President Barack Obama has told Americans to be skeptical of reports of an end to the recession, saying the downturn has “many more months” to run. Given the recent retail sales data, Americans seem to be listening to their economist-in-chief.
Obama may well be right in his dour forecast. Whatever the next quarter or two of GDP numbers say, continuing high unemployment and depleted personal wealth should keep the vibe more recessionary than expansionary. It’s tough to be cheerleader-in-chief, after all, when people’s pocketbooks are telling them a starkly different story.
But another issue is exacerbating Americans’ sour attitudes and raising doubts about the president’s competence: healthcare reform. Indeed, a recent Gallup poll shows identical pluralities of 49 percent disapproving of both Obama’s handling of the overall economy and his handling of healthcare policy.
Healthcare reform poses three problems for Obama. First, it seems to cost way too much in an era of trillion-dollar budget deficits. Americans are now as obsessed with budget deficits as they were in 1992, when fiscal concerns helped make Ross Perot a presidential contender. Second, many Americans are skittish about increased government involvement in the sector. Third, an inability to push healthcare reform through a Democrat-dominated Congress makes both the president and his Congressional allies appear ineffectual (as does the dithering over whether a public option needs to be part of any reform plan).
Now, political historians will note that a healthcare reform fiasco helped sink Democrats in the 1994 midterm elections — despite a fairly strong economy — and forced President Bill Clinton to shift to the right and work with congressional Republicans. Together, Clinton and the Republicans balanced budgets, cut taxes and reformed welfare.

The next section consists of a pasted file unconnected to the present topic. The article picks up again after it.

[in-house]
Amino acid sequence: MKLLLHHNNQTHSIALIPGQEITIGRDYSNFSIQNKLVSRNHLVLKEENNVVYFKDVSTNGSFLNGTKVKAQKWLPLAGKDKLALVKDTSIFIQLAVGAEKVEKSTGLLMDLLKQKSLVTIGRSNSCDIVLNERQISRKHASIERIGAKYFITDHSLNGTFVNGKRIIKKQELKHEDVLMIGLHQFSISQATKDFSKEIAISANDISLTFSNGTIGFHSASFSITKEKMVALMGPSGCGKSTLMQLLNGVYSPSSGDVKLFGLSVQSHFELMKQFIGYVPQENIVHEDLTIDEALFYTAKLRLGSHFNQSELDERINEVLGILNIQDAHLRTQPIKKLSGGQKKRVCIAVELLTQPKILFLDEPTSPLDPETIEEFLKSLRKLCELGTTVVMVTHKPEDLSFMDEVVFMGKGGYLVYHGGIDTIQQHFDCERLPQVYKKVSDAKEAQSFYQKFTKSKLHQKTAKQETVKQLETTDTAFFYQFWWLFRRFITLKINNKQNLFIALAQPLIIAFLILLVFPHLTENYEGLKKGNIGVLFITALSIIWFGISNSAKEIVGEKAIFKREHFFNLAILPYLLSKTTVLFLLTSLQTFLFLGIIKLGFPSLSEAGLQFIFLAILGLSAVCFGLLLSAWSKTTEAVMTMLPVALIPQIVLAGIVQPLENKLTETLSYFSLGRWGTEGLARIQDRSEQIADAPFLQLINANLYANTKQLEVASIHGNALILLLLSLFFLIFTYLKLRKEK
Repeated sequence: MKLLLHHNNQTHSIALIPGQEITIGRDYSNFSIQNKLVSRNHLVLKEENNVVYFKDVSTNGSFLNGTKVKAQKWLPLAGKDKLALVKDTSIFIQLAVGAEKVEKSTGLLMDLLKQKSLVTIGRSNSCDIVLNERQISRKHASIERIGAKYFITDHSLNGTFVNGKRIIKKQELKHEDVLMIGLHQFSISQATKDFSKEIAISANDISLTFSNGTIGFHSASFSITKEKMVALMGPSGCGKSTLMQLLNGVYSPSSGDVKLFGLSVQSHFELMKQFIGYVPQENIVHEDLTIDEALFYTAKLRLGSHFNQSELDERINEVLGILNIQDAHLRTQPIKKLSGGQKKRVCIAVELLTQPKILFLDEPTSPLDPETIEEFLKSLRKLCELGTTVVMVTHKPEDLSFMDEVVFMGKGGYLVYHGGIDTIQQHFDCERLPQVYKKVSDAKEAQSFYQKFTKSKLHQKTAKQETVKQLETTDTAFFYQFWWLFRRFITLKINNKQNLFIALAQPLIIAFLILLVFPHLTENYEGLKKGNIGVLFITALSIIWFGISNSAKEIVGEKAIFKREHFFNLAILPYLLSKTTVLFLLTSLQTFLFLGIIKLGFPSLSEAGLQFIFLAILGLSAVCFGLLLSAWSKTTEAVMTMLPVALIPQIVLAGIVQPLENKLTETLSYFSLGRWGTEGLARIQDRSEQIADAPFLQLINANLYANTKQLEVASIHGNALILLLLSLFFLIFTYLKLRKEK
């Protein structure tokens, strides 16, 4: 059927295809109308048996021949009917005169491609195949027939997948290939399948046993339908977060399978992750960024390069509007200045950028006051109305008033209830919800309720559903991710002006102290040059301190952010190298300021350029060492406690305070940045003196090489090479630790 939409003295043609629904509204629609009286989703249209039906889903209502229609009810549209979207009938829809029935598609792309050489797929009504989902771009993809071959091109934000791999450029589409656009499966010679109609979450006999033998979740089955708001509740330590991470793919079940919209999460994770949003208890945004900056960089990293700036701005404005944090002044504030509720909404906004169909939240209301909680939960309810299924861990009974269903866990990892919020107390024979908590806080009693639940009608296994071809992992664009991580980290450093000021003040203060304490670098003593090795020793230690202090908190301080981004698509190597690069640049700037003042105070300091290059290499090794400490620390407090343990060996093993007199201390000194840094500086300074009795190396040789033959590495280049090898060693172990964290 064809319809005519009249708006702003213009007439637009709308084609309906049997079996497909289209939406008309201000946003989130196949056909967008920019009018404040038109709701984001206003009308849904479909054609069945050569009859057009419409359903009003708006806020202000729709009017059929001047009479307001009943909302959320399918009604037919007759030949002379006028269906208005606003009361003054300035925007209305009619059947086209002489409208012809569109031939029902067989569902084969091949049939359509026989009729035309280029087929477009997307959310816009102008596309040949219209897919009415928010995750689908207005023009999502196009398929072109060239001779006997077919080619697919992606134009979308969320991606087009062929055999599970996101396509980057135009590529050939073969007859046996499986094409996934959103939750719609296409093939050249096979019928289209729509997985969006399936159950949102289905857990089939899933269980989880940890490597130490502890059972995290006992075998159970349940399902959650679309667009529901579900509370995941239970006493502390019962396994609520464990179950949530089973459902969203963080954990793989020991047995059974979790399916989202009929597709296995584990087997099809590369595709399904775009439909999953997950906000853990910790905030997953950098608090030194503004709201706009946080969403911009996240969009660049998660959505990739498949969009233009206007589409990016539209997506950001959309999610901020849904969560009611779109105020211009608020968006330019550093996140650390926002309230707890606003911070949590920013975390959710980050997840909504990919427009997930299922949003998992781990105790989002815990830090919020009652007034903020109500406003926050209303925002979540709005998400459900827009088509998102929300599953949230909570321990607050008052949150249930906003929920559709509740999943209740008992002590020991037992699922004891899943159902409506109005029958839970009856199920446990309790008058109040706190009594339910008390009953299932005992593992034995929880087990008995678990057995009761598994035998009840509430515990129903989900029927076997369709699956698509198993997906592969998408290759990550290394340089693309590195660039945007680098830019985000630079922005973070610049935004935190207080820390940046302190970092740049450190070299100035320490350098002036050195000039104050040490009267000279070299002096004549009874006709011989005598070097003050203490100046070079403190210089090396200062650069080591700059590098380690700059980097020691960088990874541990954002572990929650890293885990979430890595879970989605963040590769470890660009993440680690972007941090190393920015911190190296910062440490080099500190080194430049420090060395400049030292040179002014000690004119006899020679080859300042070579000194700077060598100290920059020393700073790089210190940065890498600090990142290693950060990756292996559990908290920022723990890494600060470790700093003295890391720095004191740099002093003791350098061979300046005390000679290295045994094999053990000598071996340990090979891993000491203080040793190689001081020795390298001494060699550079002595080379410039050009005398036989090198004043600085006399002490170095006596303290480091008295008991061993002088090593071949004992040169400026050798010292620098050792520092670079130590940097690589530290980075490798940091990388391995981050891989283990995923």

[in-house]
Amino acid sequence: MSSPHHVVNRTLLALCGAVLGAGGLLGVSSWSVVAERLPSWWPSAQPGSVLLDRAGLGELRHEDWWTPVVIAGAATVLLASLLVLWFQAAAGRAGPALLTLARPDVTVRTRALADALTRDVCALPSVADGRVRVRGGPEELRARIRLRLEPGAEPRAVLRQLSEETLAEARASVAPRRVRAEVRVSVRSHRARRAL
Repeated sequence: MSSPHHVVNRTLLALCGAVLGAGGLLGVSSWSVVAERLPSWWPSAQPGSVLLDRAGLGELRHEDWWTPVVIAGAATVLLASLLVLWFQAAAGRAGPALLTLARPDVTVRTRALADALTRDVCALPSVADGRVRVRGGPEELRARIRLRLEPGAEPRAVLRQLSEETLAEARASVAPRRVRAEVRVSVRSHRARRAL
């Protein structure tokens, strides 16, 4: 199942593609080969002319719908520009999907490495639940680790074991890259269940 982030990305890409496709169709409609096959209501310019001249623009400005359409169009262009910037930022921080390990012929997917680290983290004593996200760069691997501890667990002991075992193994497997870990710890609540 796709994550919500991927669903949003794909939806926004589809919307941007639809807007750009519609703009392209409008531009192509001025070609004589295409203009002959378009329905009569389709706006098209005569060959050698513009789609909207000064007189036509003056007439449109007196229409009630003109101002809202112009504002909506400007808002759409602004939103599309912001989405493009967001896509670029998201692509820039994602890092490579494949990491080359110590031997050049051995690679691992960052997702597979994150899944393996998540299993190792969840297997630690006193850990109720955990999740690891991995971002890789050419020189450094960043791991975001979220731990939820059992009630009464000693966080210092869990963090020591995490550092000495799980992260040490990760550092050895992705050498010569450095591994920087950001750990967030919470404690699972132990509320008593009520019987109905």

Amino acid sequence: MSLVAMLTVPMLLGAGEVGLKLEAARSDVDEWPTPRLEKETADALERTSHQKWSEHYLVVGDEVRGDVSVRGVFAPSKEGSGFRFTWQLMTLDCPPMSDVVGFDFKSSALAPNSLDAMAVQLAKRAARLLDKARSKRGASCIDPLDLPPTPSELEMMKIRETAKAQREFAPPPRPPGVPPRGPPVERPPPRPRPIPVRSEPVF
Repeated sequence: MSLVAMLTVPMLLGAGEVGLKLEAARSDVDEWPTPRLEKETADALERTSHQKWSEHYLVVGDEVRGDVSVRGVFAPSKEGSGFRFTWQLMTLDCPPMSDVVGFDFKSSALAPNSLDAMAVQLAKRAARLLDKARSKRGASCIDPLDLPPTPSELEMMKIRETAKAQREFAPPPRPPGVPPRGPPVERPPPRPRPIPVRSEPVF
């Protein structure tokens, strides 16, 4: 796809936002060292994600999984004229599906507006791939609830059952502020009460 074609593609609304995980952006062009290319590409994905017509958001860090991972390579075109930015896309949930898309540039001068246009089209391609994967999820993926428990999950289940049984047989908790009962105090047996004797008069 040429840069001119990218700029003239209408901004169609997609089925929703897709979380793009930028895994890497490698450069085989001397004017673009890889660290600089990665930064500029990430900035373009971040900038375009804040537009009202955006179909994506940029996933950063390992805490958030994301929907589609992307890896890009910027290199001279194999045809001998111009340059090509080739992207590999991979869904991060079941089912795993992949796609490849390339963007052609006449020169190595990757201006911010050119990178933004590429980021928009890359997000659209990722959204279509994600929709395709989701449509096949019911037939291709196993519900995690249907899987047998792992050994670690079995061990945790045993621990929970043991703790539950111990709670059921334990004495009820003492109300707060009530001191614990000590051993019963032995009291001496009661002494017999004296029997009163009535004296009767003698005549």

But why wait for a political disaster to change course? If Obama wants to deliver meaningful change to the nation’s healthcare system, why not a grand compromise with Republicans that would also bring along centrist Democrats.
Call it the Purple Plan, one that brings red and blue together. Make health insurance mandatory and subsidize those who can’t afford it. (That’s the blue part.) But at the same time dismantle employer-based health plans, which prevent consumers from understanding the true costs of their healthcare decisions. In any case, employer plans are just an accident of history. (That’s the red part.)
The simplest way of dismantling them, according to an analysis by McKinsey, would be to make the money spent on health insurance by employers available as cash, tax free, to employees. “Insurers would then compete for customers with policies that offer better value for the money,” according to McKinsey. “The combination of invigorated supply and demand is the only healthcare reform plan that will avert the economic disaster that otherwise awaits us.”
A Purple Plan for the centrist – or purple — president many Americans thought they were voting for. It would bolster the president’s popularity, lift American spirits and help restore the economy.